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May 30, 1986 - Image 17

Resource type:
Text
Publication:
The Detroit Jewish News, 1986-05-30

Disclaimer: Computer generated plain text may have errors. Read more about this.

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17

Who Foots The Bill For The WZO?

This has meant that more UJA funds
have to be raised and allocated for the
work of the Agency, since part of the
total Keren Hayesod collections are
siphoned off for the WZO. This is only
one aspect of the indirect funding of the
WZO by the UJA.
In 1986/87, for example, the $381
million Agency budget (not including
Project Renewal) shows an expected
contribution from the UJA of about

$300 million and a contribution from
Keren Hayesod of $41 million. Another
$29 million in Keren Hayesod funds,
however, are earmarked for the WZO.
The other aspect of indirect funding
concerns the source of the government
funds that go to the WZO. Under an in-
formal arrangement worked out in the
early 1970s by the Diaspora leaders and
the leaders of the WZO, it was agreed
that part of the funds allocated by the
Agency under the heading of "higher
education" (i.e., support for Israel's
universities) would in effect provide the
government's share of funds for the
WZO.
This procedure works as follows: For
1986/87, the Agency budget shows $44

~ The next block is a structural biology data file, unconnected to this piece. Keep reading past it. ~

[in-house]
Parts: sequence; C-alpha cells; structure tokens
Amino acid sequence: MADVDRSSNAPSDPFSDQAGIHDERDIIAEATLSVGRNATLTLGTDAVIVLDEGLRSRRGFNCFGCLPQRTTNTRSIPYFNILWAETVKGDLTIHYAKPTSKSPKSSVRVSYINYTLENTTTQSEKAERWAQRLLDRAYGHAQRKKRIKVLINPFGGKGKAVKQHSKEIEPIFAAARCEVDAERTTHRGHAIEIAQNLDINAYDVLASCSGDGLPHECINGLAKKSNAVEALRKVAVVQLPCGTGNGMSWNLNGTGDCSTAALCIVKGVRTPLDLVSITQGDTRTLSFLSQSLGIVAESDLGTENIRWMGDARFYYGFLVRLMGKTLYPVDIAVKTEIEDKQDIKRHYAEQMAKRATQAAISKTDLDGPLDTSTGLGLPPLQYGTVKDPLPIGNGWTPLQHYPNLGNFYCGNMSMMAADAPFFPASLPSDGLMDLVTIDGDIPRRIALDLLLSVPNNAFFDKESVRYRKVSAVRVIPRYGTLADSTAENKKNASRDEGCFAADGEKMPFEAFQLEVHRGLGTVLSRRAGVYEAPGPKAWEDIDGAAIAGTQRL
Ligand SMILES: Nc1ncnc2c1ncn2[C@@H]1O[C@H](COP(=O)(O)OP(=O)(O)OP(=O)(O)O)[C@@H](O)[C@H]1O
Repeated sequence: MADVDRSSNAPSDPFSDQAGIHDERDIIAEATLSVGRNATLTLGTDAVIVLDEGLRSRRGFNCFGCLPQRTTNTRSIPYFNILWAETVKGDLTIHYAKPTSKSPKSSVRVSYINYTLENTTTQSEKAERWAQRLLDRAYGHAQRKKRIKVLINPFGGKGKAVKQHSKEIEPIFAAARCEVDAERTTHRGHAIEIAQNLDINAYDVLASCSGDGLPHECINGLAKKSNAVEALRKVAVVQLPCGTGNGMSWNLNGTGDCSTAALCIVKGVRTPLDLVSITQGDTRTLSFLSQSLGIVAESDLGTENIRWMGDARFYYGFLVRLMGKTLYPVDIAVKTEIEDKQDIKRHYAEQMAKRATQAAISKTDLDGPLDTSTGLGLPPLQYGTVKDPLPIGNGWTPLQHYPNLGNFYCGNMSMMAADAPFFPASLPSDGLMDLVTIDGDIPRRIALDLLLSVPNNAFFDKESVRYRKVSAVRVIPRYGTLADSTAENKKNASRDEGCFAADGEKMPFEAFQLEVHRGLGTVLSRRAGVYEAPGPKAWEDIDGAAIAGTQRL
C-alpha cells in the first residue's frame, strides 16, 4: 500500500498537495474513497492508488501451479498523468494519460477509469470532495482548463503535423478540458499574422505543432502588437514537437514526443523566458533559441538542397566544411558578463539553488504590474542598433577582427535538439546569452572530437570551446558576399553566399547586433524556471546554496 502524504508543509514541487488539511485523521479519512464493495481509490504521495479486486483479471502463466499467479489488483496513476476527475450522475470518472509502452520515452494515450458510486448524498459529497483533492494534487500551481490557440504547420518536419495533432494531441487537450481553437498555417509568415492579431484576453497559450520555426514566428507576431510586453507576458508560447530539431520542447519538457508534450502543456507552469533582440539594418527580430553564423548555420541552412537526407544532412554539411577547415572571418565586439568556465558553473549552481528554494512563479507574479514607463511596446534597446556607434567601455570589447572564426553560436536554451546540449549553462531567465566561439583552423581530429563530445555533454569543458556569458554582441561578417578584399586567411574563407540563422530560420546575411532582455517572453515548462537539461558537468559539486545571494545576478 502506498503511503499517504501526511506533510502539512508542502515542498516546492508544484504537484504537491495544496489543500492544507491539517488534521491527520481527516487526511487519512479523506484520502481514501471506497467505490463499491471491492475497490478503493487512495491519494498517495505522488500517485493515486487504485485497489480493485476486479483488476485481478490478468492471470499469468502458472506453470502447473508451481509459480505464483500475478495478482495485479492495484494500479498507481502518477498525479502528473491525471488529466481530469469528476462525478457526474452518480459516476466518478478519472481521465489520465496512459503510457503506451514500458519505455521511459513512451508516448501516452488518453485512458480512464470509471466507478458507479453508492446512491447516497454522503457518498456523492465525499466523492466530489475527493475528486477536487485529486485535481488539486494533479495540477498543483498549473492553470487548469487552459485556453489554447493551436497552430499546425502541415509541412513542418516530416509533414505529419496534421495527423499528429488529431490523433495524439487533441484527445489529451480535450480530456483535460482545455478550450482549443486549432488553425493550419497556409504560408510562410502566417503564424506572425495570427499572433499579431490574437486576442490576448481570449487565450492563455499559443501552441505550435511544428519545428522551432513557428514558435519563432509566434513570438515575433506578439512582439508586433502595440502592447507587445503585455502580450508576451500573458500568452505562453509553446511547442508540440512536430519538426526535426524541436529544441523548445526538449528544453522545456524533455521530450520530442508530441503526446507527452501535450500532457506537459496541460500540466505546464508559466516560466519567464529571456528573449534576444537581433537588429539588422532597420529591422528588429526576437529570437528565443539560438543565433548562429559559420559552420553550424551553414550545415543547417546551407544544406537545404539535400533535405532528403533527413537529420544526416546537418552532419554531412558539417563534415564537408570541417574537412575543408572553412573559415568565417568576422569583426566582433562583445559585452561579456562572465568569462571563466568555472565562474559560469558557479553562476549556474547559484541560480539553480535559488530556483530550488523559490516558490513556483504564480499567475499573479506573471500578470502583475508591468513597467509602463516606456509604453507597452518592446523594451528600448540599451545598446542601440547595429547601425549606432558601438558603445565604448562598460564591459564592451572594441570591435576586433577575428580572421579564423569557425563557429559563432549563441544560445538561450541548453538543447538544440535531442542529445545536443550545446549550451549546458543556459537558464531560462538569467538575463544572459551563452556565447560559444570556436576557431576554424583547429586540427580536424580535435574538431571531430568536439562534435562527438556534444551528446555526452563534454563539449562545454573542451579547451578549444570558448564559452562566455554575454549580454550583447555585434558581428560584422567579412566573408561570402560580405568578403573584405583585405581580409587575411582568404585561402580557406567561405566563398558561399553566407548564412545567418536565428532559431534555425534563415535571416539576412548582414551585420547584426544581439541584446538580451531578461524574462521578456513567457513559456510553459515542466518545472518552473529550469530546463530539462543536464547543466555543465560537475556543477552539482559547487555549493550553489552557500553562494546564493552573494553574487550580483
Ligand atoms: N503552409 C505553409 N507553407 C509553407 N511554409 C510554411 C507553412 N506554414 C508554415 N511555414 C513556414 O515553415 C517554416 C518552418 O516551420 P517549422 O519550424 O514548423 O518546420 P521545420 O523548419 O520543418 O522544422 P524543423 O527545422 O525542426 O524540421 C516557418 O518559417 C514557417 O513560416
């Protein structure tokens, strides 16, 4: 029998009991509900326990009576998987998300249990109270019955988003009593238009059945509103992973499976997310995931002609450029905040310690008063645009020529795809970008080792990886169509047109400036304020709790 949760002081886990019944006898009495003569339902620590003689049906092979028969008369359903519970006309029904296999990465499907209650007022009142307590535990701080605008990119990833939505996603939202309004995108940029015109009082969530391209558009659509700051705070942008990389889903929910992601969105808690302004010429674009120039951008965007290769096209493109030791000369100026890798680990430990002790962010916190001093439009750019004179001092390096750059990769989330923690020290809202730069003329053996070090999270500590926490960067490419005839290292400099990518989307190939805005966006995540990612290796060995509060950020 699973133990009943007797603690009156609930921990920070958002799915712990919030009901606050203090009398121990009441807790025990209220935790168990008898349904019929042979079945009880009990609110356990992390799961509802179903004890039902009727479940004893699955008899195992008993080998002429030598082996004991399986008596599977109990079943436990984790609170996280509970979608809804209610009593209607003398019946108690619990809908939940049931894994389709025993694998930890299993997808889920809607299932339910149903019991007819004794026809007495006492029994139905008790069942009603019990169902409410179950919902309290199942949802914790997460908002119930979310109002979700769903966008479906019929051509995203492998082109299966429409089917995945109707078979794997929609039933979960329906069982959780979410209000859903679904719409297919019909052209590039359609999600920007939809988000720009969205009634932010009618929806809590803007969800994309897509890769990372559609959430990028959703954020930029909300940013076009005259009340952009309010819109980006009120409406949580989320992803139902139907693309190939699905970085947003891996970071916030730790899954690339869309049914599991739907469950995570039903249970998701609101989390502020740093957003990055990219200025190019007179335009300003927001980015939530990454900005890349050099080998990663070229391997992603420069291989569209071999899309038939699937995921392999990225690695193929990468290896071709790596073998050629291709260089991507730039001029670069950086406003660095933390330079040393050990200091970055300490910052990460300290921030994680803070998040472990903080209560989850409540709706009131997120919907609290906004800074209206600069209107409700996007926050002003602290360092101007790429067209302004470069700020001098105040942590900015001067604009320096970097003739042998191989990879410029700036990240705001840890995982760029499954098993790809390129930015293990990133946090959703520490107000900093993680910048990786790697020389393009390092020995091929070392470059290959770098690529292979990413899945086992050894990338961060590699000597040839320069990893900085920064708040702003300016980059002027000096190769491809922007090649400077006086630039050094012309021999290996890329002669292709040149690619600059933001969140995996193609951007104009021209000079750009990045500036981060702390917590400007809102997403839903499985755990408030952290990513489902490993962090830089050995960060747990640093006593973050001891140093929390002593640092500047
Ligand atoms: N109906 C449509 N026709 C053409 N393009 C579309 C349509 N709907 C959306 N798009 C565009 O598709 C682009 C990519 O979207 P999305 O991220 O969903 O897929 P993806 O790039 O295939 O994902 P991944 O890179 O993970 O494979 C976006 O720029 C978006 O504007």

million allocated for support of higher
education in Israel. The higher educa-
tion budget prepared by the govern-
ment for this fiscal year notes that some
65 per cent of the income of the univer-
sities will come from government and
Agency funds, with the remainder corn-
ing from tuition payments; donations
from abroad through the various
"friends" organizations of the univer-
sities and other sources.
During the course of the year, some
of the money tht the government was
supposed to have paid to the univer-
sities is provided instead by the Agen-

communities by different departments,
with little or no coordination between
them. What is worse, the shlichim, who
feel they have to represent their depart-
mental interests, sometimes duplicate
each other's work and even compete with
each other for influence and recruits in the
local community. A major example of this
cited by the report is the existence of the
two education departments, one Orthodox
and the other "general." Since Jewish
education in the Diaspora is usually
religious, both compete for footholds in the
same communities and schools and both
put out similar materials for use by their
prospective clients. In the U.S., they have
separate national offices on the same floor
at 515 Park Avenue.
In other cases, shlichim representing dif-
ferent departments come to the same
bodies in their local community, offering
essentially the same programs aimed at
the same groups — university students for
example —but with different prices or con-
ditions that are hard to justify or explain.
Furthermore, the report noted, most
shlichut positions have no systematic job
definitions — although there are some im-

portant exceptions in this regard — and
the departments dispatch their personnel
without any annual work plan, and with
few opportunities for new shlichim to work
for a short time with their predecessors to
learn the ropes. This means that many
shlichim have to learn their vaguely de-
fined jobs virtually from scratch, which
may take them the better part of a year.
The geographical or organizational deploy-
ment patterns of shlichim (the "shlihut
map") is often distorted, with some groups